Many individuals would like to advance their education, but face difficulties in attending traditional college degree programs because of work or family obligations, geographical location or other obstacles. For those students, online degree programs may be the best or only way to get a college education. However, just because you may be able to complete a college course without ever leaving your house doesn’t mean that the work is easier or that there won’t be any challenges along the way.

Virtual Classroom Engagement

Perhaps the most common challenge students face in online degree programs is the lack of face-to-face engagement with professors and other students. Online courses are typically conducted through a virtual learning platform. This platform may include reading materials, assignments, and even a forum or chat room for class discussions. Professors can provide course instruction in a variety of ways, such as by sharing slide show presentations, posting videos of recorded lectures, or even streaming lectures live. However, despite the range of ways instructors can foster student engagement, some students simply do not find a virtual classroom as engaging as a traditional one. The lack of in-person communication can become problematic for students who are struggling to understand course material, according to The New York Times.

If you find yourself struggling in an online class, it is important that you address the problem sooner rather than later. One way to start is by contacting your instructor privately, either through the virtual learning platform or through email. Your professor may be able to help you understand the material more clearly. He or she may recommend supplemental reading to help you brush up on basic information that you are unfamiliar with. If necessary, your instructor may suggest tutoring, which is available at a number of schools that offer online degree programs.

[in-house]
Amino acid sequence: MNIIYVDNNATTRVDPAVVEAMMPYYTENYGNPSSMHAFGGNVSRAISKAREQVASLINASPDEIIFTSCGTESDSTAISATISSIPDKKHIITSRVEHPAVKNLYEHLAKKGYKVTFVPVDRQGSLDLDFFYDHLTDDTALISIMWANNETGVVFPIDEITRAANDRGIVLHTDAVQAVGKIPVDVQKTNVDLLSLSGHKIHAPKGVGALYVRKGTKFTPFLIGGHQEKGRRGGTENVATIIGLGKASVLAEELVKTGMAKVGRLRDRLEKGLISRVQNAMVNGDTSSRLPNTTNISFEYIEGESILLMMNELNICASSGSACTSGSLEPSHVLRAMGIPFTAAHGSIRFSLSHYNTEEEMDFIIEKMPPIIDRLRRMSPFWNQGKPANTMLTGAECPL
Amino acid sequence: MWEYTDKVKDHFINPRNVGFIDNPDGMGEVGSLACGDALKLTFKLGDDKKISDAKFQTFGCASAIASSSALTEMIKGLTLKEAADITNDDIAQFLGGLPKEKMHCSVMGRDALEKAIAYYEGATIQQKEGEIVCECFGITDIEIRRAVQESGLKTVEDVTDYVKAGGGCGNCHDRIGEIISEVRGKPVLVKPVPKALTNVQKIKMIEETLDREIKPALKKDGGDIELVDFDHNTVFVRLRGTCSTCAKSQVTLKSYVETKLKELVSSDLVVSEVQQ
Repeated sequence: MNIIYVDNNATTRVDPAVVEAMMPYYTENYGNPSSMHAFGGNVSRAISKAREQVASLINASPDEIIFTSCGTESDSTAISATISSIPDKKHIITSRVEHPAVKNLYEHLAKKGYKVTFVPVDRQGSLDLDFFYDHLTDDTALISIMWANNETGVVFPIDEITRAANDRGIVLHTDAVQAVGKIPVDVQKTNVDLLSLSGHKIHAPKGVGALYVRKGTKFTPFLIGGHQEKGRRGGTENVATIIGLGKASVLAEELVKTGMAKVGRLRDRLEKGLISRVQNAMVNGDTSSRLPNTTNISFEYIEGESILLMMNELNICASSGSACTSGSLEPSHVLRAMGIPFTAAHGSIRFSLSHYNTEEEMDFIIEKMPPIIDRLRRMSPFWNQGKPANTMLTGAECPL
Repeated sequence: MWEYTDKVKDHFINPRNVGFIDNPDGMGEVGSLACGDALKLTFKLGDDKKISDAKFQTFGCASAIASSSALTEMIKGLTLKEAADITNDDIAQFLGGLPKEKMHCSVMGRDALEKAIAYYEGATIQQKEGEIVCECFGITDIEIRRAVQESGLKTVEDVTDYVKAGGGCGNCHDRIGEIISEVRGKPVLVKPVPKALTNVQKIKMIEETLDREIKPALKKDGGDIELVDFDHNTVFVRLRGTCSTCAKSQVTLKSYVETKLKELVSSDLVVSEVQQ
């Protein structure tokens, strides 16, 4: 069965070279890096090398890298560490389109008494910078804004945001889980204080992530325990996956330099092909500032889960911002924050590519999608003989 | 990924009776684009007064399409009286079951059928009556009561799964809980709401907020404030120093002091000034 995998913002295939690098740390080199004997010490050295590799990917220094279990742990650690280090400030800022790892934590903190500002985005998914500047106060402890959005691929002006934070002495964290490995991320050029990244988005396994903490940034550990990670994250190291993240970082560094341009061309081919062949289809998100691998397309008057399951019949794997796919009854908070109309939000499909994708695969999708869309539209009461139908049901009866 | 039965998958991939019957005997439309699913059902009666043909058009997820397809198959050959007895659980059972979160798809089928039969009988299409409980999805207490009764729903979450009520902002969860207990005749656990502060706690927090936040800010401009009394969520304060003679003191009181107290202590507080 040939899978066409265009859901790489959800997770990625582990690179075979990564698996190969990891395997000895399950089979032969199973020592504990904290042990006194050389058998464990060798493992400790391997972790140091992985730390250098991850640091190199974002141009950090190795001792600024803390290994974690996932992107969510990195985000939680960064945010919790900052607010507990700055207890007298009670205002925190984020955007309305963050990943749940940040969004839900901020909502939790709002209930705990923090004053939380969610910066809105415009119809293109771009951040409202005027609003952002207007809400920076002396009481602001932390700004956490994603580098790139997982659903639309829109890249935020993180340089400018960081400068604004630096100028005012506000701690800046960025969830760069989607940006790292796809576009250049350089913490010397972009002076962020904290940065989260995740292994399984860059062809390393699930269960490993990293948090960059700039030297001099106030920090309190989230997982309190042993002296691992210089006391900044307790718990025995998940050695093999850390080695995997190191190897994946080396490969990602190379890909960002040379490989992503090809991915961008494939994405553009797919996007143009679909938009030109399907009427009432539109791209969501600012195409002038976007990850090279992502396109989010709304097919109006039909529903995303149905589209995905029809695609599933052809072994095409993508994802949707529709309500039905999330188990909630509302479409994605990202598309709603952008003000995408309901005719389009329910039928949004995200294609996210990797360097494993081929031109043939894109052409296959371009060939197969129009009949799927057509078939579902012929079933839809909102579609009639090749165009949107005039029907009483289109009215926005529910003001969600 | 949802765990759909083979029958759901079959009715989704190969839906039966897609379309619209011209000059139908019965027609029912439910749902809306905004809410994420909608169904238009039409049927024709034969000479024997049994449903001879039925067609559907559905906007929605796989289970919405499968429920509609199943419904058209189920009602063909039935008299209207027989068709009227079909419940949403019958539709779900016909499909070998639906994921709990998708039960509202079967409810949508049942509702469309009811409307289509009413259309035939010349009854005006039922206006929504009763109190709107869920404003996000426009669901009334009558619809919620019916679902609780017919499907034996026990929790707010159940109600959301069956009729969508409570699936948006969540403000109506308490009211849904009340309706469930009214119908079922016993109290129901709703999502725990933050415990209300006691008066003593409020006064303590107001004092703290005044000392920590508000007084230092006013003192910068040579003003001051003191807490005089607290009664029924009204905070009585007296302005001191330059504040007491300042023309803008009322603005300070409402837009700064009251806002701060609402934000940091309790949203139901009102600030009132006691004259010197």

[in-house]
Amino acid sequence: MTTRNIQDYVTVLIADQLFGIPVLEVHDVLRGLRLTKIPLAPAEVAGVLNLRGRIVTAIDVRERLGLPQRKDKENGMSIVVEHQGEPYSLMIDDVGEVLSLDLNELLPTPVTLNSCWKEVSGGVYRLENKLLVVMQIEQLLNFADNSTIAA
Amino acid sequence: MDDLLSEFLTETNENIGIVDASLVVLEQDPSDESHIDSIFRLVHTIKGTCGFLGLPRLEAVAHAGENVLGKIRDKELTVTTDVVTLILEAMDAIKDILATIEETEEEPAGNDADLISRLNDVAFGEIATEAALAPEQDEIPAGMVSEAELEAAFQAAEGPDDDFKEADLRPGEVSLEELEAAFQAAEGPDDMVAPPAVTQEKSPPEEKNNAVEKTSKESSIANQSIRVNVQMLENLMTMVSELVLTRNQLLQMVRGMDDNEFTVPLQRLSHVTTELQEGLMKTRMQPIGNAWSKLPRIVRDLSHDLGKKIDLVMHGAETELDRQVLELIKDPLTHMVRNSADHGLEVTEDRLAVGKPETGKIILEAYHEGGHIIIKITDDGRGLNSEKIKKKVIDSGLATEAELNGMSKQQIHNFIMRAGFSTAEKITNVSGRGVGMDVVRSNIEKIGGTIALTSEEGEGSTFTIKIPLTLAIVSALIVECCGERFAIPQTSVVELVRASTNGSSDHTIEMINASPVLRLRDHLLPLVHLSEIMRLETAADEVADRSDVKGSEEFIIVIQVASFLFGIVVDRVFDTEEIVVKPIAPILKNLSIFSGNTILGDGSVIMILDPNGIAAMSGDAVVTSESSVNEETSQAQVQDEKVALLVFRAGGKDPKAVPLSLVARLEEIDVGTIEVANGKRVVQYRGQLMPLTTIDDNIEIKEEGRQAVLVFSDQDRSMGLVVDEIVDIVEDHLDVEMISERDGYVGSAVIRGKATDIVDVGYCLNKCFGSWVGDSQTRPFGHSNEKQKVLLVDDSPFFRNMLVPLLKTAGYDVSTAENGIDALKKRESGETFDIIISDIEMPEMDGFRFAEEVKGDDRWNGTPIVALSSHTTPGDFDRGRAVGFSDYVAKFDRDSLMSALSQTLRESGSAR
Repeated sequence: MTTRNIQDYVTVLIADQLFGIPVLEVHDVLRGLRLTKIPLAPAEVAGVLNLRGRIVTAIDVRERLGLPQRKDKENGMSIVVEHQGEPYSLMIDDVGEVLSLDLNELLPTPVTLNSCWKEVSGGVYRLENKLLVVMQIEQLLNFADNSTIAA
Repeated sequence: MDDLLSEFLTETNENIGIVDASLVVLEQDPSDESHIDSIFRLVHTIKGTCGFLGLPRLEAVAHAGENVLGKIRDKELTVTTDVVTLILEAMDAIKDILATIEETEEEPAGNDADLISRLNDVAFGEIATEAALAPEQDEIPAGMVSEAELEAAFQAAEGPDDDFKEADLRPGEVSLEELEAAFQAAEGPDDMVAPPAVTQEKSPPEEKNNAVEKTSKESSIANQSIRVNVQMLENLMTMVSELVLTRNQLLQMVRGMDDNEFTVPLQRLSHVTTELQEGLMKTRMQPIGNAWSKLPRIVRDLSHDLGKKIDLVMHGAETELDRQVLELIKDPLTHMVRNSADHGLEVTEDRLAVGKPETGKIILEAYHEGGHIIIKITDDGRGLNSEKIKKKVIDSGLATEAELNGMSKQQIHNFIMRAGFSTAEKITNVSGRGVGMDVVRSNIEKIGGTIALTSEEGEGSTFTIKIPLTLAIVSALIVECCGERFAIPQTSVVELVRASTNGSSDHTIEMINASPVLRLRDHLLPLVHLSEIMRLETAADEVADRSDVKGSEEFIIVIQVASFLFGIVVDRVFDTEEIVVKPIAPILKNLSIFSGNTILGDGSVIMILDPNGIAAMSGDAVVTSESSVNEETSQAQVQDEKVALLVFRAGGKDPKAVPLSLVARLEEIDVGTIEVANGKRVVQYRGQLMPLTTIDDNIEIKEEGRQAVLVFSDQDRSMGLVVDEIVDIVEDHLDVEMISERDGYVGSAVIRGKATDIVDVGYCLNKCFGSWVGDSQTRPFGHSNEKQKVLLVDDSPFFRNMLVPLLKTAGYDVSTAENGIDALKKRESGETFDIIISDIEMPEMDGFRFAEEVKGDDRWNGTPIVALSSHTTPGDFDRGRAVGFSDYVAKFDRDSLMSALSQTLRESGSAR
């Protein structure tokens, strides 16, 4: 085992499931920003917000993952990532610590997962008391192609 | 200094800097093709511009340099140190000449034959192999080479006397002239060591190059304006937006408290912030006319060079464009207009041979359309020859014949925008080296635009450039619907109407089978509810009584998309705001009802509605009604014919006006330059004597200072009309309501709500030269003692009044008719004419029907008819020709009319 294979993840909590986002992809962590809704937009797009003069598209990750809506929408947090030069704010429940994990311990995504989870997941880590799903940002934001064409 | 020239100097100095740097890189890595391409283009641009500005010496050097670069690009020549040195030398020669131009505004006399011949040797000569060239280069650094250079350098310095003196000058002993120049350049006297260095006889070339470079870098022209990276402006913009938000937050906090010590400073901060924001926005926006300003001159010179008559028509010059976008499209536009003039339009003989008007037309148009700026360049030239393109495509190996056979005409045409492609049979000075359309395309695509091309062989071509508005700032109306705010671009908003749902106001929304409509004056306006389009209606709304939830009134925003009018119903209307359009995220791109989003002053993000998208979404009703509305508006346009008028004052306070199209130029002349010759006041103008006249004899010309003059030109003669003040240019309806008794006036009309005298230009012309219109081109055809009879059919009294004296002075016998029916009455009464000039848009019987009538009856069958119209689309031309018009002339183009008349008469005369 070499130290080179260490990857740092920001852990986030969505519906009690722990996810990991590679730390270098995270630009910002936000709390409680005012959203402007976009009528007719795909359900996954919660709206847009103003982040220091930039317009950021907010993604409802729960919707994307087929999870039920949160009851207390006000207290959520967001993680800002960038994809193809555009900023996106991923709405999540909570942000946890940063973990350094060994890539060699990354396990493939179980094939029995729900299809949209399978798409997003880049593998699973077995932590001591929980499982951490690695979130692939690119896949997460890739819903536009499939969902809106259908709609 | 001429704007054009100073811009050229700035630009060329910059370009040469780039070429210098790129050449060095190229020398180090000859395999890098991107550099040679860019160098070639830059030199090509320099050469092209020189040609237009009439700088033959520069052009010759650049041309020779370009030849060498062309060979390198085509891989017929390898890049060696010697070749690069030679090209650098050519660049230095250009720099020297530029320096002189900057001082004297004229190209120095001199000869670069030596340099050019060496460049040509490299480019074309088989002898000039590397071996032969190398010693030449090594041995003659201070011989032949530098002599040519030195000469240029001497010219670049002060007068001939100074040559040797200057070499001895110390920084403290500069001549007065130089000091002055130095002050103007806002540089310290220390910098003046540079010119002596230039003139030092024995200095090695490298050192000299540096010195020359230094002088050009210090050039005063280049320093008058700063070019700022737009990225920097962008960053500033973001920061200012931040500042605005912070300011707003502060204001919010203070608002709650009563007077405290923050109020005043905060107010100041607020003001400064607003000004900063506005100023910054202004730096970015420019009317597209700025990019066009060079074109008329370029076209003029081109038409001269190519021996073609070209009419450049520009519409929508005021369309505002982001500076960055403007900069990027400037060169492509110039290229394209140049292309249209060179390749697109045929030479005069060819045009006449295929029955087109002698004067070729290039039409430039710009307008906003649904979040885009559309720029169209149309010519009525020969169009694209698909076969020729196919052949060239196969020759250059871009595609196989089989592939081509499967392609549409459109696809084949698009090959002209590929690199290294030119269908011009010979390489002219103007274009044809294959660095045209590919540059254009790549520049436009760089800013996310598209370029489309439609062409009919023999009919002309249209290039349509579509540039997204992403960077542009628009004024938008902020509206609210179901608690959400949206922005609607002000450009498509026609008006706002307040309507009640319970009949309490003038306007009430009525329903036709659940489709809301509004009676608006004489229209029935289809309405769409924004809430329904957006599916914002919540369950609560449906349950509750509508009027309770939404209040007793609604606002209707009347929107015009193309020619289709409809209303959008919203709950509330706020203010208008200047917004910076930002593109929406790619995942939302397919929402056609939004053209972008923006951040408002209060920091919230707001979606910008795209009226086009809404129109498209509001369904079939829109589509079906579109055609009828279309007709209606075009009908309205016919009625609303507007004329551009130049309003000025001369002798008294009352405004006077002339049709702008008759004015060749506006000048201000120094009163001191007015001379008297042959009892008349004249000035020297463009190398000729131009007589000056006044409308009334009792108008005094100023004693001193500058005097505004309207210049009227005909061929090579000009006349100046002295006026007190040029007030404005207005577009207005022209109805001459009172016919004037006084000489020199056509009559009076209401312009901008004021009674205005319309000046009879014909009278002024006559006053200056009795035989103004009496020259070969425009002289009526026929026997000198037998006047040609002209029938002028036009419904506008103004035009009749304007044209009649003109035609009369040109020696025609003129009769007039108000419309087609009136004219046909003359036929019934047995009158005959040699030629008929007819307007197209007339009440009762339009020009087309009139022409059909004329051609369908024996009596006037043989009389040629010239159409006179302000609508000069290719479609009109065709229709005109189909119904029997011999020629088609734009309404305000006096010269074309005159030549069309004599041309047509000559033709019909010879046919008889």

The Importance of Staying Motivated

For some students, the convenience of online courses can encourage poor study habits. Without a set class schedule, as students would have in a traditional course, the temptation to procrastinate may be stronger. With no in-person interactions with the instructor or with fellow students, it can be easy to forget assignments and deadline unless the student keeps organized. Online courses often require just as much work as traditional college classes, so putting off coursework can leave students struggling when important deadlines approach.

Because online courses are not supervised in the same way traditional college classes are, the student must stay motivated and organized to succeed. Some students find that designating specific times for coursework helps them. They may treat these self-appointed times as a student in a traditional degree program would treat class times. Keeping an accurate schedule in a day planner and checking it frequently can make sure students don’t miss assignments or deadlines. You can succeed in an online class, but it may take more self-discipline, a greater commitment to staying motivated and better study habits than a traditional course would require.